Yep, they do… doesn’t mean they’re gonna do it. You might be able to get the partner to admit that they do or have at any time fantasized about it but the thing about fantasies is that… they’re fantasies; figments of one’s imagination and all that. Presenting them with an opportunity to make that fantasy real? Convince them that it’s going to be in their best interest and in the best interest of the relationship.
And I really do wish you a lot of luck doing that. If ya don’t get told, “No fucking way – you done lost your goddamned mind!” you can probably consider it a minor “victory” to get a “Yeah, but…” kind of response from them – but that doesn’t mean that they’d consider it; that’s just them saying they understand what you’re saying… and here comes every reason they can bring to bear for why they’re not gonna do it.
It makes me wonder if bisexuals who ask their partner to jump in with them ever think about what it took for them to accept their own bisexuality and then get up the nerve to actually have sex like that. I wonder if the logic ever clicks in their heads to think, “Well, I had a hard time adjusting to it so they’re gonna have a hard time, too!”
And given all the angst and other bullshit being spread around against being bisexual, well, yeah – good luck trying to convince someone who isn’t bisexual that becoming bisexual is gonna be a good thing for them right along with, again, how them “going bi” is going to make the relationship better… and more so if they’re of a mind that there’s nothing “really wrong” with the relationship as it currently stands.
And, sometimes, even if things on the home front are… shaky, have fun trying to convince them that being bisexual right along with you is going to make things better. Now, it’s not as if one can’t muster the brain power to present a very compelling argument in favor of this but most arguments tend to fall apart during the “what if” phase of the discussion and you can bet anything you care to that you’re going to be asked “what if” kinds of questions you will not be able to answer… because there’s no way for you to know what the answers are.
“We’ll worry about that if/when we have to” is not a good answer. How does one answer, “What if I don’t like it?” How does one answer the even trickier thing of, “What if I like it… and I really like it?” And it is a trick because if you respond with, “Well, that means you like it and that’s the whole thing!” you just set yourself up for some shit down the road. It’s really a trick question and one that gets asked to see if you’ve really thought about the consequences, whether they’re good or not.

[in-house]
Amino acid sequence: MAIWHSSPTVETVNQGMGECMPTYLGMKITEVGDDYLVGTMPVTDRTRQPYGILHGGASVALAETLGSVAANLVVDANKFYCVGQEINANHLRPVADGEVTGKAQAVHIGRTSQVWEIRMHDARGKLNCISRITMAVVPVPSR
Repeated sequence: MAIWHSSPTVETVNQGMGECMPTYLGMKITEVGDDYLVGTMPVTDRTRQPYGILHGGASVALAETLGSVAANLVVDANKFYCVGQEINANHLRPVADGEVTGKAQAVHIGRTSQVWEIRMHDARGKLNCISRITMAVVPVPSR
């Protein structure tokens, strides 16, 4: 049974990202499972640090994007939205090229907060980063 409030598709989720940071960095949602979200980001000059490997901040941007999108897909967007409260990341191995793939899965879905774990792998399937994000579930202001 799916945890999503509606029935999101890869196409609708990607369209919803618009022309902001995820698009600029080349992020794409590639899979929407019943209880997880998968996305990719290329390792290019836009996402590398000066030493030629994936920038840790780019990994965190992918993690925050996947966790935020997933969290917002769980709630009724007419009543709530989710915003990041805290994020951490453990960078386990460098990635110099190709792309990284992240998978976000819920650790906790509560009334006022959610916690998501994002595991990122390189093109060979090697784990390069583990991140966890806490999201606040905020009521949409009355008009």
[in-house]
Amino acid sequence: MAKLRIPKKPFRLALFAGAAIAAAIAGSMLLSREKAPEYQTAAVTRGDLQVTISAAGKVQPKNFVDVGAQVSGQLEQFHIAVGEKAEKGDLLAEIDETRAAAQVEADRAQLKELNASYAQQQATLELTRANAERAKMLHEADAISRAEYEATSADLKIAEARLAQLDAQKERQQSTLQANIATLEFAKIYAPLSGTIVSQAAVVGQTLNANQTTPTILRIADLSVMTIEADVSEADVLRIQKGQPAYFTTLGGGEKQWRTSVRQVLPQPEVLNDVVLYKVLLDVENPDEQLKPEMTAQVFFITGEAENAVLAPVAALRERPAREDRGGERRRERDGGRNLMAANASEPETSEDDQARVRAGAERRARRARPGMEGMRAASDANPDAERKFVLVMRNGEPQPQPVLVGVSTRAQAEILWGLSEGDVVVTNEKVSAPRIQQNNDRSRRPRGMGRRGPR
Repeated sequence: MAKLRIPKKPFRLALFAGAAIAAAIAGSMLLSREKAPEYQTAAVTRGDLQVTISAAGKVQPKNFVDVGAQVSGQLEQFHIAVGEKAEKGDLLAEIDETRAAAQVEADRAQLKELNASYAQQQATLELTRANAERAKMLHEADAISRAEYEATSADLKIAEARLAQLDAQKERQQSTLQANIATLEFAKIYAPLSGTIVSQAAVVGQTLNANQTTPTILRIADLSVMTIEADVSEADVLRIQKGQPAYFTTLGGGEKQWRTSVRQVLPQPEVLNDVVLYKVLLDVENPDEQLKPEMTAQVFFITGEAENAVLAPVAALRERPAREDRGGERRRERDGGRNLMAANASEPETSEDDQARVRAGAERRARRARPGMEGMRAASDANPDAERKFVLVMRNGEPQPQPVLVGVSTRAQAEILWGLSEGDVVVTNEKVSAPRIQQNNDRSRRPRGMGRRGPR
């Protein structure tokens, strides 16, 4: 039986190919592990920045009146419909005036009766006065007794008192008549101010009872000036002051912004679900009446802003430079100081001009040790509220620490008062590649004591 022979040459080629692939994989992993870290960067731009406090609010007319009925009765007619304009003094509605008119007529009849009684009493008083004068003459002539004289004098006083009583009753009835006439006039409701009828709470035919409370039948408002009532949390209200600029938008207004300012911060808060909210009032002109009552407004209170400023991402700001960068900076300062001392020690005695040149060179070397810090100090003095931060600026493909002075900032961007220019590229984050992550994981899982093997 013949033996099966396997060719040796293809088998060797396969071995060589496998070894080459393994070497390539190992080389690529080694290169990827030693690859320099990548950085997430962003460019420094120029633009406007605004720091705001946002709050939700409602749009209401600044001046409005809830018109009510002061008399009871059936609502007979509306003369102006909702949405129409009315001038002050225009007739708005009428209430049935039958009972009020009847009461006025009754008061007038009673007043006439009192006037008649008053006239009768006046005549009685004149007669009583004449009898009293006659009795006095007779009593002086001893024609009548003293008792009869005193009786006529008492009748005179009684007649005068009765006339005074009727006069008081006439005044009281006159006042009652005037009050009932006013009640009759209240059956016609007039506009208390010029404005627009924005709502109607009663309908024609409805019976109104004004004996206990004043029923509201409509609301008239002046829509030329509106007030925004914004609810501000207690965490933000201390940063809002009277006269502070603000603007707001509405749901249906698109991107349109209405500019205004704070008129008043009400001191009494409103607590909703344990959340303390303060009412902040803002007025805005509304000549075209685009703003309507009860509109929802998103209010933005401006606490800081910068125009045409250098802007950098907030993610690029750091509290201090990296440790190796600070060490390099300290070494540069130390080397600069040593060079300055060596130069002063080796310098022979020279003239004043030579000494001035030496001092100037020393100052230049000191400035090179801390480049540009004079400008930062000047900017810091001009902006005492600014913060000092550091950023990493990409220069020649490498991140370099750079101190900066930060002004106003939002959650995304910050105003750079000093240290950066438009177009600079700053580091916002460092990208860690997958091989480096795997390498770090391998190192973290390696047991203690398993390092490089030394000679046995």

See, a lot of people who want their partner along for the ride tend to think short-term and not as long-term as is really required… because it’s a lot to think about and tends to require a crystal ball. They also think about this in ways that won’t cause the relationship to end or otherwise “go out of control” oh, like, they’ve gotten their partner to dive in and they not only like it but now they get “candystoreitis” and they want and need more… a whole lot more and in excess of what the asking partner wants and needs.
Some folks won’t even bring this topic up because they usually know that if their partner agrees, there’s going to be no containing them; they’re gonna want more than what’s been planned to provide, oh, like, going off on their own to get their bisexual fix whenever they need to.
I’m gonna tell you that if this isn’t something that crosses your mind – and you don’t have an answer for it or don’t have a plan in place to cover it, well, hmm, I think you should think about this… and think about it a lot. If you don’t get flat-out rejected asking them about this, yeah, you could be opening Pandora’s Box and now you’ve created a monster… and one ya might not be able to control.
If you’re brave enough, sure – you can ask them but if you believe that there’s no harm in asking, ya might wanna rethink that one. You might stand a better chance asking them for a heterosexual-like open relationship than you do asking them to become bisexual and “just because” you are. It’s difficult – and that’s putting it mildly – to convince someone who doesn’t have a “bisexual bone” in their body to try to be bisexual; it’s difficult to convince someone who is firmly and deeply rooted in monogamy to not be monogamous.
It’s difficult to put together a compelling and comprehensive argument for why they should do this. It’s at times and situations like this when one tends to find out that they really don’t know the person they’ve been in a relationship with. I know of a guy who put this on the table with his woman and because he heard her say that she’d sleep with that hot chick she saw on TV… then he found himself searching for his head after his lady lopped it off and sent it bouncing somewhere.
Just because your partner might say something like that doesn’t mean they’d want to actually do it. This whole thing calls for a level of conversation that is beyond deep: This is about as personal as it can get because you’re putting their beliefs, feelings, and personal views about themselves under a lot of stress… and stress they’re not gonna want to be bothered with. You’re probably asking them to do what is to them, unthinkable. And if you’ve not given this particular point a whole lot of thought and consideration, well, hmm.
Go ahead. Ask them to join you in being bisexual. Don’t get me wrong – some people actually do agree to it and for whatever reason makes sense to them. But usually and generally? Ain’t gonna happen and they won’t give a fuck about how eloquently you make your presentation. I’d say that there might be one slim glimmer of hope in that you could, after getting kicked to the curb on this now, ask them again later… and much later because, who knows – they could have reason at a later date to change their mind.
Or not. Why won’t they? They don’t want to. They don’t have to. They don’t need to and the biggest hurdle: They don’t believe in it. Now go on and do your best to both challenge and change someone’s beliefs in this… and you’ll better understand why I say, without any jokes or other shit like that, “Good luck with that one.”
You’re gonna need it.